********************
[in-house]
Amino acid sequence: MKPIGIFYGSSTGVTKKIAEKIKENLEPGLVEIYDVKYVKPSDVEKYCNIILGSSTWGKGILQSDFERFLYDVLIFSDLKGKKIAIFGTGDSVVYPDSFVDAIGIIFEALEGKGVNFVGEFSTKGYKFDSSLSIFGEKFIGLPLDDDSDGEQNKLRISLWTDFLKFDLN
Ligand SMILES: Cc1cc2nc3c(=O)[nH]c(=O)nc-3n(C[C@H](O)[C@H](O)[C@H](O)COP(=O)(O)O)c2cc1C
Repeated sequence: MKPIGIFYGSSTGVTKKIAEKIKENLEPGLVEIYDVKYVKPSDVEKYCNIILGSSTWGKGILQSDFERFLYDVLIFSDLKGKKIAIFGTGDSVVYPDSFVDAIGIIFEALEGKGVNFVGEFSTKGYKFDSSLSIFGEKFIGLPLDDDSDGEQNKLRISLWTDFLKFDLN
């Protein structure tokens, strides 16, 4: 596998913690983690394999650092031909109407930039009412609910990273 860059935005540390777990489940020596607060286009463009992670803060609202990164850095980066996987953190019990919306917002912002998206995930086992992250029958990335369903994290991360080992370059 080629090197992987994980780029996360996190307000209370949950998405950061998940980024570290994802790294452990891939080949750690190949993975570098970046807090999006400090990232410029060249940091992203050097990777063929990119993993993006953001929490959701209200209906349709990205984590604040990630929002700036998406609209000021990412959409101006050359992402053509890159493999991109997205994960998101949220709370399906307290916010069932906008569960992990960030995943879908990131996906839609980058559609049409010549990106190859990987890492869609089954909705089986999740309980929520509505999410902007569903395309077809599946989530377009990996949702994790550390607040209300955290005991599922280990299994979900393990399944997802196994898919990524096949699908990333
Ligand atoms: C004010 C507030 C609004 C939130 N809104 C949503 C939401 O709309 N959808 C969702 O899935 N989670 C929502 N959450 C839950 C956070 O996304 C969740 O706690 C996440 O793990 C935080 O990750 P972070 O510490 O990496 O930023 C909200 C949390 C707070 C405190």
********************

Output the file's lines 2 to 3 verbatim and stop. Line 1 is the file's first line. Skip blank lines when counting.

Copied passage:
Amino acid sequence: MKPIGIFYGSSTGVTKKIAEKIKENLEPGLVEIYDVKYVKPSDVEKYCNIILGSSTWGKGILQSDFERFLYDVLIFSDLKGKKIAIFGTGDSVVYPDSFVDAIGIIFEALEGKGVNFVGEFSTKGYKFDSSLSIFGEKFIGLPLDDDSDGEQNKLRISLWTDFLKFDLN
Ligand SMILES: Cc1cc2nc3c(=O)[nH]c(=O)nc-3n(C[C@H](O)[C@H](O)[C@H](O)COP(=O)(O)O)c2cc1C